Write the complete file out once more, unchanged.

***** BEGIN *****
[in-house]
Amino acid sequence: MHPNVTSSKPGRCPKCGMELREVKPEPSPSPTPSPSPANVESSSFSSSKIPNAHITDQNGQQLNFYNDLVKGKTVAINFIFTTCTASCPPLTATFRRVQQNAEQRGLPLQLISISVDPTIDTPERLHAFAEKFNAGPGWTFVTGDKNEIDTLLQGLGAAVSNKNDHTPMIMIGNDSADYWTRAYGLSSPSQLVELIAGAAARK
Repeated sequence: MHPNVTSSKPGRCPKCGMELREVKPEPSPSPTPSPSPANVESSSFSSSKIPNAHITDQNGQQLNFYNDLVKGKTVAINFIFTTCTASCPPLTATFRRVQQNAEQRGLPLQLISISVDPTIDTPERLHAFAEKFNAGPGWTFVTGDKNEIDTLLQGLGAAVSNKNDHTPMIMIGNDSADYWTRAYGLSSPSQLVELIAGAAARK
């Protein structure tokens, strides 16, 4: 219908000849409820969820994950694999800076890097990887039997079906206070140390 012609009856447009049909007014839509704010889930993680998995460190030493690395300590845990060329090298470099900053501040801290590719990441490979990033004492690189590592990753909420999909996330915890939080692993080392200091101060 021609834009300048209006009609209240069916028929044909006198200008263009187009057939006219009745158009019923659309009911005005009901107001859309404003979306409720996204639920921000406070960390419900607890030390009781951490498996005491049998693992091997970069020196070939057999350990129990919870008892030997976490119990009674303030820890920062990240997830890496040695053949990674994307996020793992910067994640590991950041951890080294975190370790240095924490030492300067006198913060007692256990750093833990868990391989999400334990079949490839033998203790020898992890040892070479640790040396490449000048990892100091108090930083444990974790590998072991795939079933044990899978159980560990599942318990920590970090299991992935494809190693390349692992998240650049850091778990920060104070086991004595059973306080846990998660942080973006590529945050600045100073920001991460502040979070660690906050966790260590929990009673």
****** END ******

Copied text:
[in-house]
Amino acid sequence: MHPNVTSSKPGRCPKCGMELREVKPEPSPSPTPSPSPANVESSSFSSSKIPNAHITDQNGQQLNFYNDLVKGKTVAINFIFTTCTASCPPLTATFRRVQQNAEQRGLPLQLISISVDPTIDTPERLHAFAEKFNAGPGWTFVTGDKNEIDTLLQGLGAAVSNKNDHTPMIMIGNDSADYWTRAYGLSSPSQLVELIAGAAARK
Repeated sequence: MHPNVTSSKPGRCPKCGMELREVKPEPSPSPTPSPSPANVESSSFSSSKIPNAHITDQNGQQLNFYNDLVKGKTVAINFIFTTCTASCPPLTATFRRVQQNAEQRGLPLQLISISVDPTIDTPERLHAFAEKFNAGPGWTFVTGDKNEIDTLLQGLGAAVSNKNDHTPMIMIGNDSADYWTRAYGLSSPSQLVELIAGAAARK
């Protein structure tokens, strides 16, 4: 219908000849409820969820994950694999800076890097990887039997079906206070140390 012609009856447009049909007014839509704010889930993680998995460190030493690395300590845990060329090298470099900053501040801290590719990441490979990033004492690189590592990753909420999909996330915890939080692993080392200091101060 021609834009300048209006009609209240069916028929044909006198200008263009187009057939006219009745158009019923659309009911005005009901107001859309404003979306409720996204639920921000406070960390419900607890030390009781951490498996005491049998693992091997970069020196070939057999350990129990919870008892030997976490119990009674303030820890920062990240997830890496040695053949990674994307996020793992910067994640590991950041951890080294975190370790240095924490030492300067006198913060007692256990750093833990868990391989999400334990079949490839033998203790020898992890040892070479640790040396490449000048990892100091108090930083444990974790590998072991795939079933044990899978159980560990599942318990920590970090299991992935494809190693390349692992998240650049850091778990920060104070086991004595059973306080846990998660942080973006590529945050600045100073920001991460502040979070660690906050966790260590929990009673």